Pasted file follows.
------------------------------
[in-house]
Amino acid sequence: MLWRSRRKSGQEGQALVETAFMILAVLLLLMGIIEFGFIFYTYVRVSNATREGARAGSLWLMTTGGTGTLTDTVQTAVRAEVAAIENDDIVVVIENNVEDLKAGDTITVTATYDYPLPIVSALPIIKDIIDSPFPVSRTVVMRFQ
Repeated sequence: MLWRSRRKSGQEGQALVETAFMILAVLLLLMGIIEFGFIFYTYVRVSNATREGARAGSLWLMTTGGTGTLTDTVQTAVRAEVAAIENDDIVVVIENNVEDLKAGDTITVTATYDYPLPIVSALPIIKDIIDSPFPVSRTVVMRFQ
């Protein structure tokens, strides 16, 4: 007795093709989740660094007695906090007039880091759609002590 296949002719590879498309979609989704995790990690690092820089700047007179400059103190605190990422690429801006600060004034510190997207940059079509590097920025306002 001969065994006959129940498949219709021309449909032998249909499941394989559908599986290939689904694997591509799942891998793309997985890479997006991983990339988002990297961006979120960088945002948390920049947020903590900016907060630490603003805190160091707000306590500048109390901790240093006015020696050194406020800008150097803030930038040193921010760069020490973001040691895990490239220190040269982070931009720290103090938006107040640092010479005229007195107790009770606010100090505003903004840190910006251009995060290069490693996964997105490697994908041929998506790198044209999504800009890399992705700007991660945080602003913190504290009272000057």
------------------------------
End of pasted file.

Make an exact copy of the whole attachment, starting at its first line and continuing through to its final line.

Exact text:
[in-house]
Amino acid sequence: MLWRSRRKSGQEGQALVETAFMILAVLLLLMGIIEFGFIFYTYVRVSNATREGARAGSLWLMTTGGTGTLTDTVQTAVRAEVAAIENDDIVVVIENNVEDLKAGDTITVTATYDYPLPIVSALPIIKDIIDSPFPVSRTVVMRFQ
Repeated sequence: MLWRSRRKSGQEGQALVETAFMILAVLLLLMGIIEFGFIFYTYVRVSNATREGARAGSLWLMTTGGTGTLTDTVQTAVRAEVAAIENDDIVVVIENNVEDLKAGDTITVTATYDYPLPIVSALPIIKDIIDSPFPVSRTVVMRFQ
């Protein structure tokens, strides 16, 4: 007795093709989740660094007695906090007039880091759609002590 296949002719590879498309979609989704995790990690690092820089700047007179400059103190605190990422690429801006600060004034510190997207940059079509590097920025306002 001969065994006959129940498949219709021309449909032998249909499941394989559908599986290939689904694997591509799942891998793309997985890479997006991983990339988002990297961006979120960088945002948390920049947020903590900016907060630490603003805190160091707000306590500048109390901790240093006015020696050194406020800008150097803030930038040193921010760069020490973001040691895990490239220190040269982070931009720290103090938006107040640092010479005229007195107790009770606010100090505003903004840190910006251009995060290069490693996964997105490697994908041929998506790198044209999504800009890399992705700007991660945080602003913190504290009272000057």